That reminds me Joe: this forum was founded by a guy, can't remember name who wrote a book years ago I bought, where he outlined all the kernal panics and meltdowns with Apple and how to deal with them (15 years ago)? Amazing right? You would say 90% of that stuff he wrote about is gone now?
I don't know about the 90% but certainly enough has changed since OS X 10.3 Panther (which was the current version 15 years ago) that I question if much of that code still remains untouched in Mojave.
Reading your points, this new robustness is mostly from last 5 years?
Looking back at the amount of forum traffic that accompanied the release of a MacOS version I would say the number of issues encountered have fallen off significantly in the last three years. To the point Mojave was almost a non-event. Where a new release used to be highlighted with a variety of problem reports and formal lists of broken applications the various Mojave releases have mostly been characterized by reports of "no problems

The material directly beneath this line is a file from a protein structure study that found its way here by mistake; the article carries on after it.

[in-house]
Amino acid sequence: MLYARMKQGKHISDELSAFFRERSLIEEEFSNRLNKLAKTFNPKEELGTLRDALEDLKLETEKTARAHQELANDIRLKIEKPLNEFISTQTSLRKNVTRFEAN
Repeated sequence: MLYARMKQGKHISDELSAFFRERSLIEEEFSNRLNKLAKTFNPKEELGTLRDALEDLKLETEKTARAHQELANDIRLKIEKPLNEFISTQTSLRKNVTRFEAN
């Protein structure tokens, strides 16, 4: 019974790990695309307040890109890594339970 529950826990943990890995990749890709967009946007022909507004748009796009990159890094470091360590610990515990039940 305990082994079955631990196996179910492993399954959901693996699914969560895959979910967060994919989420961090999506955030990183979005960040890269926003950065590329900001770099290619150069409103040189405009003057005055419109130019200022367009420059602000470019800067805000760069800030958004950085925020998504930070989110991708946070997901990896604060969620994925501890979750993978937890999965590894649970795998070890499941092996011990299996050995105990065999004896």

" followed by a string of "I didn't have any problems either
Still, on your final point, it still sounds like a good strategy to wait 8 months, no? An reason for me not too?
Eight months means you are waiting until most, if not all, development has ceased for the current MacOS version and the entire development effort has shifted to the next MacOS upgrade.
Certainly that should be a stable version and unlikely to ever be updated
unless a security vulnerability is discovered. At that point you might decide to wait another year and just skip a release altogether but then you risk a steeper learning curve to get up to speed after the upgrade, a significant increase in security vulnerability due to the out of date OS version, and apps or new app features that won't run until you upgrade.
Personally I feel the increased security inherent in each new OS version is more than enough incentive to upgrade at the first opportunity. But then I am becoming a bit
paranoid about computer and online security.